As adults, many suffered insecurity, lack of self esteem, feelings of worthlessness, depression, suicide, violence, delinquency, abuse of alcohol and drugs and inability to trust.
    Lacking a parental model, many had difficulty bringing up their own children.
    The scale of separation also had profound consequences for the whole Aboriginal community – anger, powerlessness and lack of purpose as well as an abiding distrust of Government, police and officials.
    what is being done?

    10th anniversary of the
    Bringing them home report
    march in Sydney 2007
    photo courtesy Katrina Mathieson

    ‘Sorry Book’ launched in UK
    outside Australia House 1998

    A National Inquiry was set up in 1995. Its 1997 Report ‘Bringing them Home’ contained harrowing evidence.

    It found that forcible removal of indigenous children was a gross violation of human rights which continued well after Australia had undertaken international human rights commitments.

    It was racially discriminatory, because it only applied to Aboriginal children on that scale, and
    It was an act of genocide contrary to the Convention on Genocide, (which forbids ‘forcibly transferring children of [a] group to another group’ with the intention of destroying the group.)
    The Report made 54 recommendations, including opening of records, family tracing and reunion services and the need for reparations’ (including acknowledgement and apology by Governments and institutions concerned, restitution, rehabilitation and compensation).

    A Senate committee has investigated the Government’s response to the Report.

    The previous Liberal/National Coalition Government increased some funding but has refused to apologise or offer compensation. Australia elected a new Government on 24th November 2007 – it’s policy is to make a formal apology to the Stolen generations.

    STOP PRESS – On 13 February Kevin Rudd Prime Minister – made the first item of Australia’s new government an official apology to the Stolen Generations. The apology received bipartisan support.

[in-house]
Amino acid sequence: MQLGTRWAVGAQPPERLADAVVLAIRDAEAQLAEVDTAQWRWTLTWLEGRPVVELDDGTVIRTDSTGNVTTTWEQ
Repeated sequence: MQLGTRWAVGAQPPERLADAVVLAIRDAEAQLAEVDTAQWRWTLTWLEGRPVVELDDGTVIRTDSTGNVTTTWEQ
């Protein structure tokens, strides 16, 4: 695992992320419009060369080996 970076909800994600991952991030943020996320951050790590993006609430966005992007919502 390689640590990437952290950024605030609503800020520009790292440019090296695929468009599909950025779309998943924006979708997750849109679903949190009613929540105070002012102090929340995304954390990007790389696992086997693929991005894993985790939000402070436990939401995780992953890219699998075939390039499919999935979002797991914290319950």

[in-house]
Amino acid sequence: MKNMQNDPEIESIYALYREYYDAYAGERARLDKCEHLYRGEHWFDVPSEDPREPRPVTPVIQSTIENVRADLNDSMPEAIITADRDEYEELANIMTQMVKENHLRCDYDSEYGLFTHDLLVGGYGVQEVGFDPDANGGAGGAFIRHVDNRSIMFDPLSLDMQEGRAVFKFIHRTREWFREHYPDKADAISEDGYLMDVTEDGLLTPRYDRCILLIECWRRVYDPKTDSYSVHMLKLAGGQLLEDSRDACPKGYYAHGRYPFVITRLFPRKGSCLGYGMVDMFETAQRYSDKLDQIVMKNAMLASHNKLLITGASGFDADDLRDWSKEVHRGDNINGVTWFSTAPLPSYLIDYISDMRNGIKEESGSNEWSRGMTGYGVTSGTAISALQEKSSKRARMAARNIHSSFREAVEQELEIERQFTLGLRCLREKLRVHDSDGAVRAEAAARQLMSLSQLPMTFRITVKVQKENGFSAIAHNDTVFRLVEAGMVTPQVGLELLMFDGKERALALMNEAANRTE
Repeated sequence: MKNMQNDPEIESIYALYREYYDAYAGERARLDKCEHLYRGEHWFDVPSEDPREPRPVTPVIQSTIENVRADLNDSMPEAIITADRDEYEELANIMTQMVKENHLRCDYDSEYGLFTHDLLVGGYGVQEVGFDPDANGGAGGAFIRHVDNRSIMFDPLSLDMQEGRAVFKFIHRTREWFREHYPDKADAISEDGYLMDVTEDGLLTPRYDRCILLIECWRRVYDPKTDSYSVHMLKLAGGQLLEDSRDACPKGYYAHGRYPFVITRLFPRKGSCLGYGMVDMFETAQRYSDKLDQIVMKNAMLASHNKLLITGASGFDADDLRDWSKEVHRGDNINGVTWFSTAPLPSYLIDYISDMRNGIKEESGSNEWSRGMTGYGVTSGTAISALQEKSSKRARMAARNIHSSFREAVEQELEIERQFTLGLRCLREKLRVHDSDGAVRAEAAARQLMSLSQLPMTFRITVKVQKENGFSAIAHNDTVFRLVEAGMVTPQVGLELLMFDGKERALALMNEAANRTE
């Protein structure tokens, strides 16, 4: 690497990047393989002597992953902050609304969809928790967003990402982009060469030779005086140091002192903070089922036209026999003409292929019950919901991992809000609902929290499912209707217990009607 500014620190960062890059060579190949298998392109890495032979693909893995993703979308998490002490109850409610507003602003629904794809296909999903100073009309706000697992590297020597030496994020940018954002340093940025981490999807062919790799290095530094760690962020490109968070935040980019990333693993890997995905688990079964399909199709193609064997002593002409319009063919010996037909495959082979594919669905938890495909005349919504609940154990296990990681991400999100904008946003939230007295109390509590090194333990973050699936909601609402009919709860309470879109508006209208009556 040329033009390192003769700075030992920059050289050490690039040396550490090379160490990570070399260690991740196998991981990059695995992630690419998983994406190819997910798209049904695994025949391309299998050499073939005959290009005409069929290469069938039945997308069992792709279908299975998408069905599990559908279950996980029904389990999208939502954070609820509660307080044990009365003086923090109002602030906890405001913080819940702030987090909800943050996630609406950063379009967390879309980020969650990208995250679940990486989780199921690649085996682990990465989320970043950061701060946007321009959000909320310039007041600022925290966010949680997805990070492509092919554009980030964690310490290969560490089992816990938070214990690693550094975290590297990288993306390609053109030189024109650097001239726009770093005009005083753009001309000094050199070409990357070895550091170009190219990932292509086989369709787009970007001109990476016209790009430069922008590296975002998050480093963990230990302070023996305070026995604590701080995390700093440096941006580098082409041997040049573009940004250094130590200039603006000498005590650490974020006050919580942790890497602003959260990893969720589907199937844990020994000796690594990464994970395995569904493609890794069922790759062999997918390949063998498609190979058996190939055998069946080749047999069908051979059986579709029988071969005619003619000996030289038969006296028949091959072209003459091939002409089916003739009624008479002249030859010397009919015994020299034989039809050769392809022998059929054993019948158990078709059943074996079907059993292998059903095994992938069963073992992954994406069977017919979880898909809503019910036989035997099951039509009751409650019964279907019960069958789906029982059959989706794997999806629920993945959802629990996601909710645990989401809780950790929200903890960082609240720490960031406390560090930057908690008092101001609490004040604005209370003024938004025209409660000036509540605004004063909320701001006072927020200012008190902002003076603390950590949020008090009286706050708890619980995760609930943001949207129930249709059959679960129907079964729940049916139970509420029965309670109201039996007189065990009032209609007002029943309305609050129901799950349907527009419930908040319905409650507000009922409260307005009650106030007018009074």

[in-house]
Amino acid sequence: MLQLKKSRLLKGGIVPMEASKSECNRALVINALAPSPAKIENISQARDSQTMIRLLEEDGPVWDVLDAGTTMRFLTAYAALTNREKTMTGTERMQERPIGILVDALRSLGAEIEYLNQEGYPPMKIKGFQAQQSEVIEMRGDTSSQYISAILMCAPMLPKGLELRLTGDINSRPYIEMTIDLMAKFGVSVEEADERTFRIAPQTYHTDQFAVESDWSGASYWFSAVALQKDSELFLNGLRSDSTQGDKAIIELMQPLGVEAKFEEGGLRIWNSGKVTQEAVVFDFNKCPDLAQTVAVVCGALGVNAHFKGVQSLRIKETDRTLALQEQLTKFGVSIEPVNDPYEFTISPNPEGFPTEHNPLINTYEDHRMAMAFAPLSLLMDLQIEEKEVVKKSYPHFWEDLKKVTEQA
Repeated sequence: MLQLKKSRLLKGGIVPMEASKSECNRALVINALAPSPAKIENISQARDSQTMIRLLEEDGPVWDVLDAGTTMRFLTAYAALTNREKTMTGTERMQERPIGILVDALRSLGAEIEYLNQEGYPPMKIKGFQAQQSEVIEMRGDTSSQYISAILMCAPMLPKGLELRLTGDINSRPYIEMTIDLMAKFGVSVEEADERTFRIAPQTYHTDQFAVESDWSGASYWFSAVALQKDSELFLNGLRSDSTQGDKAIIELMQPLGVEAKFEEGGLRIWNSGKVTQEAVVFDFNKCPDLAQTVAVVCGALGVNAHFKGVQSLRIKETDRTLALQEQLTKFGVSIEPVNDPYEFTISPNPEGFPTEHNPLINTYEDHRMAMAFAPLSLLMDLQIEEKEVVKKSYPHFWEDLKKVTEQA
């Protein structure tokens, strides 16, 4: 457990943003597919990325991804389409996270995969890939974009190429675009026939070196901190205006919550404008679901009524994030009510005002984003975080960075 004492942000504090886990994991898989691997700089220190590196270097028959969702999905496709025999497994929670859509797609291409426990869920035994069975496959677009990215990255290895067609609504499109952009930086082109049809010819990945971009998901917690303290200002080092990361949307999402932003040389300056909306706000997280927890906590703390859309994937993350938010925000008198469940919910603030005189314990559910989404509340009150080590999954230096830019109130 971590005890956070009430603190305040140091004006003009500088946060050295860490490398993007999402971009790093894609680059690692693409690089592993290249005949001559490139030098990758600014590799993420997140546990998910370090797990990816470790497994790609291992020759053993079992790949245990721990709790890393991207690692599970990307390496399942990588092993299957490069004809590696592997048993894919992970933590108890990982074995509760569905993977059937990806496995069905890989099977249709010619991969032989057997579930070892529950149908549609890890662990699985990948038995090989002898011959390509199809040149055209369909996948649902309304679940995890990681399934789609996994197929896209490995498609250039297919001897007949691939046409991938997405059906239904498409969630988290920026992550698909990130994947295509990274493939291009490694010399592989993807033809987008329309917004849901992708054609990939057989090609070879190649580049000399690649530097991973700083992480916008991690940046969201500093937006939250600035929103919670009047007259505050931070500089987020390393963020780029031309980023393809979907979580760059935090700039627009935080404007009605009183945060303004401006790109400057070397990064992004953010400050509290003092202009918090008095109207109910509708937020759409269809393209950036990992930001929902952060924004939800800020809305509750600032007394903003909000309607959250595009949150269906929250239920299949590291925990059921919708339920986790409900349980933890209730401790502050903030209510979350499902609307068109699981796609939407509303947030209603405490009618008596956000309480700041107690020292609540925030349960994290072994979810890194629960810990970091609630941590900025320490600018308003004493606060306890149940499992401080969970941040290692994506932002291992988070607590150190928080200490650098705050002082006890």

The Government has stated there will be no compensation fund.

    People of the Stolen Generation have started legal actions for compensation against the Government .

    The cases have been hard fought, as Government lawyers are arguing that removal of children was done for their own good.

    In 2007 – in a landmark case in the State Supreme Court of South Australia Bruce Trevorrow became the first member of Australia’s “stolen generation” of Aboriginal people to win compensation.

    A statement by the former Aboriginal Affairs Minister John Herron which denied existance of the ‘stolen generations’ caused distress and anger among those affected. Denial has marked much of the commentary.

    ‘Moving forward: achieving reparations’ is a project conducted in partnership with ATSIC, the Human Rights and Equal Opportunity Commission, the National Sorry Day Committee and Northern Territory stolen generation groups.

    It’s report ‘Restoring identity’, proposing a reparations tribunal for the stolen generations, has widespread support by Indigenous people.

    Ministers for Aboriginal Affairs in Victoria, Queensland, South Australia and Western Australia issued public statements welcoming the report and detailing their initiatives to implement the recommendations.